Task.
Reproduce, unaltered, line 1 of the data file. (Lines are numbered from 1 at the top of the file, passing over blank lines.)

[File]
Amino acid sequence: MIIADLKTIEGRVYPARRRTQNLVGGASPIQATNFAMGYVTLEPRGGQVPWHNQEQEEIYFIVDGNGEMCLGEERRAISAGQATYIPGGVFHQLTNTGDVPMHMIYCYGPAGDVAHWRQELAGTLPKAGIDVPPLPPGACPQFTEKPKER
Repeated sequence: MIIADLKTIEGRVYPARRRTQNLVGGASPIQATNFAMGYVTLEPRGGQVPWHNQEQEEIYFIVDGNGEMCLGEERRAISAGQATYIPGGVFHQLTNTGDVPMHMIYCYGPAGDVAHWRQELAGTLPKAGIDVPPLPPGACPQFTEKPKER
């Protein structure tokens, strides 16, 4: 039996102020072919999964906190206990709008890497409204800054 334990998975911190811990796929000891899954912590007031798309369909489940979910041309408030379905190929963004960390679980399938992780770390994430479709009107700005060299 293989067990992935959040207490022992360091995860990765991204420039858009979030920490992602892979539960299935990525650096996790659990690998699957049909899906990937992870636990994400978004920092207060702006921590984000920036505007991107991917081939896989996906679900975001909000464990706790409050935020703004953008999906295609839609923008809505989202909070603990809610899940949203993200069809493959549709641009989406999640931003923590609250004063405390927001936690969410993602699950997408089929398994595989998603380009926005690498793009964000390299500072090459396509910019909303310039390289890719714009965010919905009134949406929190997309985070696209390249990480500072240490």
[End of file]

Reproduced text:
Amino acid sequence: MIIADLKTIEGRVYPARRRTQNLVGGASPIQATNFAMGYVTLEPRGGQVPWHNQEQEEIYFIVDGNGEMCLGEERRAISAGQATYIPGGVFHQLTNTGDVPMHMIYCYGPAGDVAHWRQELAGTLPKAGIDVPPLPPGACPQFTEKPKER